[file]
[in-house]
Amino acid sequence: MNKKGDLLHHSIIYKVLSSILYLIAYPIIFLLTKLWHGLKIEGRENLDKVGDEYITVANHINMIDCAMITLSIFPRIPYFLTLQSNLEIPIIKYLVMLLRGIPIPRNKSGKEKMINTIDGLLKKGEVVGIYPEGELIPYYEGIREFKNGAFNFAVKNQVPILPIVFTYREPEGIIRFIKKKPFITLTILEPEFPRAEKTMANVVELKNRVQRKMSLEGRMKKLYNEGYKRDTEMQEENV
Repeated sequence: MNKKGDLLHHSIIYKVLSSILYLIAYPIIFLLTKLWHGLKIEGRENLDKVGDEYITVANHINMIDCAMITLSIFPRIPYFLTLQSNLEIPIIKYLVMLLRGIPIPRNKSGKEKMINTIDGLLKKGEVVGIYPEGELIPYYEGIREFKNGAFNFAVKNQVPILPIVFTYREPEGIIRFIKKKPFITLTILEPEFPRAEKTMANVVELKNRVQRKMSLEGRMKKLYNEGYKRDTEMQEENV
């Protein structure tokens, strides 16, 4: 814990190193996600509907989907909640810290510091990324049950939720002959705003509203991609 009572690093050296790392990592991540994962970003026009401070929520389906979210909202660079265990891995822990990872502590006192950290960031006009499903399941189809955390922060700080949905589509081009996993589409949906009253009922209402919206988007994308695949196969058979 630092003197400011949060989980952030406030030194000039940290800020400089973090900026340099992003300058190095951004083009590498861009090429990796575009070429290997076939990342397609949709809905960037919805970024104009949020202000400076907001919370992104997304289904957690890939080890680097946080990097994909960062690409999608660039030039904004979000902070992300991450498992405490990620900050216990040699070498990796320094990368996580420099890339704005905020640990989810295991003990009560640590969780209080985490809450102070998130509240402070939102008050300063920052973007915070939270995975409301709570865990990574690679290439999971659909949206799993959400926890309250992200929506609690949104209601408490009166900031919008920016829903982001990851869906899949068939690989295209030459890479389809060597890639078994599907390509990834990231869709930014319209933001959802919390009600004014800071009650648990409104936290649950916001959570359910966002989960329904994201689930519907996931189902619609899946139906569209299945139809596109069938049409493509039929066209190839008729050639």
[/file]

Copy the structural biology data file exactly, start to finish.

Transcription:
[in-house]
Amino acid sequence: MNKKGDLLHHSIIYKVLSSILYLIAYPIIFLLTKLWHGLKIEGRENLDKVGDEYITVANHINMIDCAMITLSIFPRIPYFLTLQSNLEIPIIKYLVMLLRGIPIPRNKSGKEKMINTIDGLLKKGEVVGIYPEGELIPYYEGIREFKNGAFNFAVKNQVPILPIVFTYREPEGIIRFIKKKPFITLTILEPEFPRAEKTMANVVELKNRVQRKMSLEGRMKKLYNEGYKRDTEMQEENV
Repeated sequence: MNKKGDLLHHSIIYKVLSSILYLIAYPIIFLLTKLWHGLKIEGRENLDKVGDEYITVANHINMIDCAMITLSIFPRIPYFLTLQSNLEIPIIKYLVMLLRGIPIPRNKSGKEKMINTIDGLLKKGEVVGIYPEGELIPYYEGIREFKNGAFNFAVKNQVPILPIVFTYREPEGIIRFIKKKPFITLTILEPEFPRAEKTMANVVELKNRVQRKMSLEGRMKKLYNEGYKRDTEMQEENV
């Protein structure tokens, strides 16, 4: 814990190193996600509907989907909640810290510091990324049950939720002959705003509203991609 009572690093050296790392990592991540994962970003026009401070929520389906979210909202660079265990891995822990990872502590006192950290960031006009499903399941189809955390922060700080949905589509081009996993589409949906009253009922209402919206988007994308695949196969058979 630092003197400011949060989980952030406030030194000039940290800020400089973090900026340099992003300058190095951004083009590498861009090429990796575009070429290997076939990342397609949709809905960037919805970024104009949020202000400076907001919370992104997304289904957690890939080890680097946080990097994909960062690409999608660039030039904004979000902070992300991450498992405490990620900050216990040699070498990796320094990368996580420099890339704005905020640990989810295991003990009560640590969780209080985490809450102070998130509240402070939102008050300063920052973007915070939270995975409301709570865990990574690679290439999971659909949206799993959400926890309250992200929506609690949104209601408490009166900031919008920016829903982001990851869906899949068939690989295209030459890479389809060597890639078994599907390509990834990231869709930014319209933001959802919390009600004014800071009650648990409104936290649950916001959570359910966002989960329904994201689930519907996931189902619609899946139906569209299945139809596109069938049409493509039929066209190839008729050639």